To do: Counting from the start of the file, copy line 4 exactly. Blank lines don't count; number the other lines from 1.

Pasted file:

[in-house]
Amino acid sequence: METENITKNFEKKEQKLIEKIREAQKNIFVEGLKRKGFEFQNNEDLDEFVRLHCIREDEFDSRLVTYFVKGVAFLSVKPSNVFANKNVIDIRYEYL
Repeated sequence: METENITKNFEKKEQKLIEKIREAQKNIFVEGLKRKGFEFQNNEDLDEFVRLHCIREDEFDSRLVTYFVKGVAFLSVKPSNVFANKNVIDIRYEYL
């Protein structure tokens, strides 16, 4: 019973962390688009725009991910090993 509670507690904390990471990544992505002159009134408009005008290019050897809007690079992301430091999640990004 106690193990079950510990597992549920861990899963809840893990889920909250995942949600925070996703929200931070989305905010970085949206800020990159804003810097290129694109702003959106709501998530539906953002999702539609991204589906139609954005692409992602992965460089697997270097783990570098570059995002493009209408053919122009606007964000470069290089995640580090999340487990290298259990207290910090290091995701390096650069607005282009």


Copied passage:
């Protein structure tokens, strides 16, 4: 019973962390688009725009991910090993 509670507690904390990471990544992505002159009134408009005008290019050897809007690079992301430091999640990004 106690193990079950510990597992549920861990899963809840893990889920909250995942949600925070996703929200931070989305905010970085949206800020990159804003810097290129694109702003959106709501998530539906953002999702539609991204589906139609954005692409992602992965460089697997270097783990570098570059995002493009209408053919122009606007964000470069290089995640580090999340487990290298259990207290910090290091995701390096650069607005282009």